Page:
This is an excerpt from my Authentic Freedom Weekly Lesson available for basic to premium memberships. To learn more about member benefits, click HERE.
In this week’s letter from Paul to Timothy, we can immediately discard anything exclusionary or rooted in privilege or separation. Jesus was about bringing people together, not tearing them apart. Jesus was about unity, not separation. Jesus did not come to start a new Church – he was trying to remind his community of the truth of Unity and Love hidden within their Jewish tradition.
But, we can embrace the deeper invitation in Paul’s letter – one that speaks to the hearts of many – the deep longing for a quiet and tranquil life – one rooted in contemplation and prayer, simplicity and ease. This is the longing that was explored in this week’s Authentic Freedom Teacher’s Circle gathering and one that draws many to this great work. It is a life drastically different from the life we have been conditioned to receive.
In the Western world, driving, striving, achieving, and doing are greatly favored over quiet tranquility. In fact, we are in danger of being judged as “lazy” for yearning for a gentler life. Quiet, tranquil and gentle are not the means to achievement and success – at least not as the Western world defines success. In our culture, achievement and success are defined by money, power and fame which we are told can only be attained by HARD WORK. You know……lots and lots of doing. We see it everywhere. In our schools. In our work environments. In our families. In our peer groups. On TV. Hard work = success. At least that is the capitalistic lie we’ve been told. Talk to any single parent trying to care for a family of 3 if they are getting rich on their hard work. 9.9 times out of 10, the answer will be NO.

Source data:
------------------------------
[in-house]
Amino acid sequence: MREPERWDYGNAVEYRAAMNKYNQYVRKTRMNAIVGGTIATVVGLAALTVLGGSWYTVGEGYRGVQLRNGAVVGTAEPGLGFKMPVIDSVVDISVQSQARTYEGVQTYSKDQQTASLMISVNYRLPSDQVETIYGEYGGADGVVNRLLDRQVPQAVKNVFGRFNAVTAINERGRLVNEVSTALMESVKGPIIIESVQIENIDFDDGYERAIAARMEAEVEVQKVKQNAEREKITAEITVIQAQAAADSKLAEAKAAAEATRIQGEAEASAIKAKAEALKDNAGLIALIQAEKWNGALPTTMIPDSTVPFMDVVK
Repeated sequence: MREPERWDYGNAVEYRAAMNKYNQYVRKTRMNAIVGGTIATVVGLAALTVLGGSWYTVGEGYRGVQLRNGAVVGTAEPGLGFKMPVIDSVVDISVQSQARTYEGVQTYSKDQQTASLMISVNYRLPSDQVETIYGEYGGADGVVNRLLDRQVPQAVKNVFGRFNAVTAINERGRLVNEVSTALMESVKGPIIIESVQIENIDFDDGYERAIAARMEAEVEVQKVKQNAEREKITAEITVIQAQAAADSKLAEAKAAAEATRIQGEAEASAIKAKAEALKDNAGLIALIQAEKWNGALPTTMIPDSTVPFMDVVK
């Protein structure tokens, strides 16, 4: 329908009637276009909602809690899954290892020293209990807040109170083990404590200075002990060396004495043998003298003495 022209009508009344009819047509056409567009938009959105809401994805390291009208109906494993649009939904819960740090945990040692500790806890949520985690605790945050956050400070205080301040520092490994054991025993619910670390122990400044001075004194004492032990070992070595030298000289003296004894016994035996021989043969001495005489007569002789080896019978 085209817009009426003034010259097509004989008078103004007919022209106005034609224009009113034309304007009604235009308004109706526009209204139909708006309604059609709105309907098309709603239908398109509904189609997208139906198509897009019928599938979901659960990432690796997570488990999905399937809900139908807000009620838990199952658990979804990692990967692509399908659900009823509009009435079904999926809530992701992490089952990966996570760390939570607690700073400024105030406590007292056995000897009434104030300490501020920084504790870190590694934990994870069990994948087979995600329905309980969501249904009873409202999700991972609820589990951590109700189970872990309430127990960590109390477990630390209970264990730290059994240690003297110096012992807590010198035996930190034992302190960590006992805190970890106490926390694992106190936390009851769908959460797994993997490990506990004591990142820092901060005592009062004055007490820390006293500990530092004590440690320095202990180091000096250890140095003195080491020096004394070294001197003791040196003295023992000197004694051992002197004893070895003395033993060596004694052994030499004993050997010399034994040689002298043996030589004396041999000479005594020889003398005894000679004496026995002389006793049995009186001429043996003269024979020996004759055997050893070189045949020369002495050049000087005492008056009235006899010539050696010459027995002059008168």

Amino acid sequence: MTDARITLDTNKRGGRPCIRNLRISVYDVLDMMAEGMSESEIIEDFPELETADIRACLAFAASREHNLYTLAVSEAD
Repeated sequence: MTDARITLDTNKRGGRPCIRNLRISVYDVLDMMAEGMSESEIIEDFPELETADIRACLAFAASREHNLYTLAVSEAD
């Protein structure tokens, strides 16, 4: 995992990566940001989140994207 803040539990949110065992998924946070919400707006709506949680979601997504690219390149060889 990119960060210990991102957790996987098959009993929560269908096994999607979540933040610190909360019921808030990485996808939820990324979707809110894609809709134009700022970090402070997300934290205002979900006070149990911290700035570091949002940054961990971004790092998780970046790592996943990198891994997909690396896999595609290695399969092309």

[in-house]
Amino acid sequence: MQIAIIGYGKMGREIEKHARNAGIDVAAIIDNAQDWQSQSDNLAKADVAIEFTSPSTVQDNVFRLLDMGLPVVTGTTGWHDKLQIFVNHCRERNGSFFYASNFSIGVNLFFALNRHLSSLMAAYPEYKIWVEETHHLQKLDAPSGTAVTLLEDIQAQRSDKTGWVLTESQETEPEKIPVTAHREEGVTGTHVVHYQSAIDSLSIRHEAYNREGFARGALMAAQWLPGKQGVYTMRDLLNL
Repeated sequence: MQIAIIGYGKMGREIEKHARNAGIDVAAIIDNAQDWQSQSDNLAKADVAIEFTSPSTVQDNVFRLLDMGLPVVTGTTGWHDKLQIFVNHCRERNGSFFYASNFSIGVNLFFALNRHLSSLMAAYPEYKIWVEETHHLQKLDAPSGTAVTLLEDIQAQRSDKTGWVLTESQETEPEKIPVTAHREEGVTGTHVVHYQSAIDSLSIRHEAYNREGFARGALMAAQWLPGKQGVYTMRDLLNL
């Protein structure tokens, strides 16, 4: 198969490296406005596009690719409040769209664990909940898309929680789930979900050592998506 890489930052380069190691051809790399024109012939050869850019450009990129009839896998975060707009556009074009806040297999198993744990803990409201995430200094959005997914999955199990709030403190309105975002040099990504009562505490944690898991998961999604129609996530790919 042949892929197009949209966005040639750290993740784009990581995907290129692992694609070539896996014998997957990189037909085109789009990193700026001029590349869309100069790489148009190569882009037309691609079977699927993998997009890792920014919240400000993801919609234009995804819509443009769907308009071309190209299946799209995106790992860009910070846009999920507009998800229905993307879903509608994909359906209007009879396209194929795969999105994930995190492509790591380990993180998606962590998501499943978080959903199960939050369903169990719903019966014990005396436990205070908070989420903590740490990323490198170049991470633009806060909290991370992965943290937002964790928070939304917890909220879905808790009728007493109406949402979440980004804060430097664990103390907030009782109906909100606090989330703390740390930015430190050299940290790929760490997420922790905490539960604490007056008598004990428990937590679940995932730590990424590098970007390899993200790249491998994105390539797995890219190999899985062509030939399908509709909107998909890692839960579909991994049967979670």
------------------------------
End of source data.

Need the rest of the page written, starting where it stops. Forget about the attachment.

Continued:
Like those who believe Catholicism holds a monopoly on the Truth (as Paul would have us believe), we’ve been sold a lie. Hard work does not guarantee success. A bigger question arises in this exploration – do we even want success as it is defined by the Western world? If we have to kill ourselves to get there and if killing ourselves through doing doesn’t even guarantee success, is it worth it? For me, and many I know, the answer is no. No amount of driving to succeed is worth the physical, emotional, mental and spiritual cost of all that doing.
Here, Paul was right. We yearn for and have an opportunity to seek after a quiet and tranquil life. As he also hints at, it is in cultivating a quiet and simply life that we can find God. The Kingdom of God about which Jesus spoke can only be found within. We find it in our meditation, contemplation and prayer. We also find it in the simple pleasures of life – a walk in the woods; the meditative acts of gardening, cooking and cleaning; playing with our children; spending time with close friends; and any other activity that allows us to detach from our worries and concerns and find peace in the present moment.
Then here is how we are saved. Not by “proclaiming Jesus Christ as our Lord and Savior” or declaring our path as the only path to Truth/God. Instead, salvation is found in those moments of quiet tranquility and where are one within ourselves, one with all around us and in this, One with God. This is the salvation Jesus promised. Right here. Right now. In this lived experience. For those who choose it.
In this, we are not the “chosen ones.” We are the choosing ones.
What are you going to choose?